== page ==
Reporting on its fiscal 2015 third quarter financial results, Apple has announced net profits of $10.7 billion ($1.85 per diluted share) on revenues of $49.6 billion, exceeding the analyst consensus estimate of $1.81 per share in earnings. The company’s revenues are up 33 percent (an increase of $12.3 billion) compared to the year-ago quarter, the fastest growth rate in three years (see “Apple Q3 2014 Results Show Highest EPS in Seven Quarters,” 22 July 2014). Apple realized 64 percent of its revenues from international sales.
Despite these impressive financial results, Apple’s stock price fell over 8 percent in after-hours trading (but is still near its all-time high). Apple certainly shouldn’t be worried about what the market thinks in the short-term — the company now boasts over $202 billion in its money pit. Apple’s stack of cash is almost equal to Greece’s GDP.
Apple continues to be cagey about Apple Watch sales figures, burying them in the miscellaneous Other Products category, which had total revenues of $2.6 billion, but CEO Tim Cook maintains that the Apple Watch is off to “a great start.” Revenue in Other Products was up by 49.5 percent year-over-year, and CFO Luca Maestri said that Apple Watch was responsible for over 100 percent of the category’s growth, but that’s comparing apples and oranges, since the Other Products category didn’t include iPod sales until Q1 2015 (see “Big iPhones Mean a Big Q1 2015 for Apple; Apple Watch Date Revealed,” 27 January 2015). Maestri said that Apple is choosing not to share specific Apple Watch numbers so as to not help competitors, though it’s unclear why that would be important for the Apple Watch but not, say, the iPhone or iPad.
Nonetheless, Cook gently contradicted reports that Apple Watch demand is declining, stating that June sales of the watch were higher than those in April and May. In fact, Cook said that so far, the Apple Watch is outselling both the original iPhone and the original iPad at the same point in their lifetimes. He did, however, emphasize that Apple is less focused on initial sales, and is choosing instead to focus on a great customer experience. “It’s such a rare privilege to launch a new platform with such potential,” Cook said.
As has become commonplace, iPhone sales continue to skyrocket, with a year-over-year revenue increase of 58.8 percent. Cook bragged that the iPhone is seeing the “highest switcher rate from Android ever measured.” He said that 86 percent of customers planned to buy another iPhone, compared with 50 percent for the next highest brand measured. The iPhone saw an 87 percent unit growth in China, compared to IDC estimates of a 5 percent unit growth for the entire Chinese smartphone market.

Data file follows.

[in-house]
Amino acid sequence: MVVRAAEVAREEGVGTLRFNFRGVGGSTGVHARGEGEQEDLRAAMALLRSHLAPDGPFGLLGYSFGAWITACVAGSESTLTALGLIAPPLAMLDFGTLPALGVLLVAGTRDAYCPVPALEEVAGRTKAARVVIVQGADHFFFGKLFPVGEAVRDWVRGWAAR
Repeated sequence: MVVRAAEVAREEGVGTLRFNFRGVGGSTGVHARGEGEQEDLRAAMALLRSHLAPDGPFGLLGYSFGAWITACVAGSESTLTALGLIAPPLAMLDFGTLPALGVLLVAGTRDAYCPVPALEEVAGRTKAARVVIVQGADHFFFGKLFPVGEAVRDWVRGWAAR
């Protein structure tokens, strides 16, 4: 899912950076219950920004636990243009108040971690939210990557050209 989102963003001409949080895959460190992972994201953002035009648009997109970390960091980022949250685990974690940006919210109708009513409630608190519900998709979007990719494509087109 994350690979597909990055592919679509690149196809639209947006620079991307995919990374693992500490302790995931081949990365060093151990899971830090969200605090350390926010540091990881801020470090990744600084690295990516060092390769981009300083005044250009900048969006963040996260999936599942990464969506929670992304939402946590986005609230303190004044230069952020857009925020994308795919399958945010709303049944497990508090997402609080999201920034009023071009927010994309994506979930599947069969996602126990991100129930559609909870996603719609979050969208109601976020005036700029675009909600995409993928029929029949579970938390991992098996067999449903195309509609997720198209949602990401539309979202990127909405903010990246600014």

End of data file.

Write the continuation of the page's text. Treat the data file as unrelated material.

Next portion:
The Mac continues to climb the charts, with year-over-year revenues increasing by 9 percent — this in the face of IDC estimates that the overall PC market had contracted by 12 percent in the third quarter. Mac sales grew by a whopping 33 percent in China.
However, the iPad sales volume continues to decline, with a year-over-year revenue decrease of 22.9 percent. Cook said that he’s still bullish on the iPad, citing both the new iOS 9 feature enhancements and increasing enterprise adoption. Helping spur that adoption, Maestri said, was the success of the IBM partnership, with some 35 enterprise apps already released, and with 100 scheduled to be available by year’s end. Cook also noted that iPad usage is more than six times that of competing products, which bodes well for eventual upgrade sales. Maestri remarked that, of those surveyed, over half who intend to purchase a tablet in the next 90 days are choosing the iPad, and over 70 percent of enterprise purchasers are also going with the iPad. He added that Apple doesn’t compete in the sub-$200 end of the tablet market, but has a 96 percent share of tablets outside that price range.
Apple raked in over $5 billion in services, a new all-time high, up 12 percent year-over-year. App Store revenue grew by 24 percent in the quarter. Apple Pay seems to be doing well, with a quarter-million locations for last week’s UK launch, Square Reader support in the fall, and upcoming Apple Pay support at over 700 colleges and universities, including Auburn, Colorado State, the University of Kentucky, the University of Oklahoma, and UC Irvine. American Express will also be adding Apple Pay support for corporate cards next month.
While the Apple Watch sales volume remains a mystery and iPad sales are flagging, Tim Cook’s Apple is still going strong. Apple can’t possibly maintain its stratospheric growth forever, but it shows little sign of slowing down anytime soon.